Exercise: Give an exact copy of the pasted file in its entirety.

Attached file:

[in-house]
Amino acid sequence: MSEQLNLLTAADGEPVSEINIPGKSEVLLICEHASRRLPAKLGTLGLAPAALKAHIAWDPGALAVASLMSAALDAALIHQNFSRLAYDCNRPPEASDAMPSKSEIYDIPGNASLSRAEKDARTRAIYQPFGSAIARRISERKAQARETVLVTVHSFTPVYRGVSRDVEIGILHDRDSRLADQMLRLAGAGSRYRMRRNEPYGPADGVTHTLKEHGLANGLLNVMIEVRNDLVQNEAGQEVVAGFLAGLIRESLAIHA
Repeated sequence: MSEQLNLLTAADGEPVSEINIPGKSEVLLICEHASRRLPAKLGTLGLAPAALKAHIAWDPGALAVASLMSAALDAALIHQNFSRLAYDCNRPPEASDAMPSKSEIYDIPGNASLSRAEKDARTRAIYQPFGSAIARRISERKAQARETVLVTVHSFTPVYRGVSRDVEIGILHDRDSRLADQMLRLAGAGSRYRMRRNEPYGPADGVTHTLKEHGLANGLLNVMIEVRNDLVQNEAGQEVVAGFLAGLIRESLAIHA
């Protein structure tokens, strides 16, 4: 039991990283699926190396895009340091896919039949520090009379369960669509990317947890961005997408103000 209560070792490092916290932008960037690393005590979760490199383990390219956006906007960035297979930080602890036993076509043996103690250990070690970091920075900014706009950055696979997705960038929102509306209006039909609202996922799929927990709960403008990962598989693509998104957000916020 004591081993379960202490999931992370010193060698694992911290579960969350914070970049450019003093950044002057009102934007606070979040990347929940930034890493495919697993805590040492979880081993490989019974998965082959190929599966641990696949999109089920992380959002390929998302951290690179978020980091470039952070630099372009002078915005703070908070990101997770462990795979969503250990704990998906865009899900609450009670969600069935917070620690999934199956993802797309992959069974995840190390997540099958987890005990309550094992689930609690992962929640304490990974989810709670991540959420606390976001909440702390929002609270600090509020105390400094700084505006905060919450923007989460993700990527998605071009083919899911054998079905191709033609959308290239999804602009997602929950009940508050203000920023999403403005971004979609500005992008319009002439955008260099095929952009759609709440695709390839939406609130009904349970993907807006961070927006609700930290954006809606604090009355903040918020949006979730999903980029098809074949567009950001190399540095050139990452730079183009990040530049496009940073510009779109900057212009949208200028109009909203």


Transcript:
[in-house]
Amino acid sequence: MSEQLNLLTAADGEPVSEINIPGKSEVLLICEHASRRLPAKLGTLGLAPAALKAHIAWDPGALAVASLMSAALDAALIHQNFSRLAYDCNRPPEASDAMPSKSEIYDIPGNASLSRAEKDARTRAIYQPFGSAIARRISERKAQARETVLVTVHSFTPVYRGVSRDVEIGILHDRDSRLADQMLRLAGAGSRYRMRRNEPYGPADGVTHTLKEHGLANGLLNVMIEVRNDLVQNEAGQEVVAGFLAGLIRESLAIHA
Repeated sequence: MSEQLNLLTAADGEPVSEINIPGKSEVLLICEHASRRLPAKLGTLGLAPAALKAHIAWDPGALAVASLMSAALDAALIHQNFSRLAYDCNRPPEASDAMPSKSEIYDIPGNASLSRAEKDARTRAIYQPFGSAIARRISERKAQARETVLVTVHSFTPVYRGVSRDVEIGILHDRDSRLADQMLRLAGAGSRYRMRRNEPYGPADGVTHTLKEHGLANGLLNVMIEVRNDLVQNEAGQEVVAGFLAGLIRESLAIHA
């Protein structure tokens, strides 16, 4: 039991990283699926190396895009340091896919039949520090009379369960669509990317947890961005997408103000 209560070792490092916290932008960037690393005590979760490199383990390219956006906007960035297979930080602890036993076509043996103690250990070690970091920075900014706009950055696979997705960038929102509306209006039909609202996922799929927990709960403008990962598989693509998104957000916020 004591081993379960202490999931992370010193060698694992911290579960969350914070970049450019003093950044002057009102934007606070979040990347929940930034890493495919697993805590040492979880081993490989019974998965082959190929599966641990696949999109089920992380959002390929998302951290690179978020980091470039952070630099372009002078915005703070908070990101997770462990795979969503250990704990998906865009899900609450009670969600069935917070620690999934199956993802797309992959069974995840190390997540099958987890005990309550094992689930609690992962929640304490990974989810709670991540959420606390976001909440702390929002609270600090509020105390400094700084505006905060919450923007989460993700990527998605071009083919899911054998079905191709033609959308290239999804602009997602929950009940508050203000920023999403403005971004979609500005992008319009002439955008260099095929952009759609709440695709390839939406609130009904349970993907807006961070927006609700930290954006809606604090009355903040918020949006979730999903980029098809074949567009950001190399540095050139990452730079183009990040530049496009940073510009779109900057212009949208200028109009909203």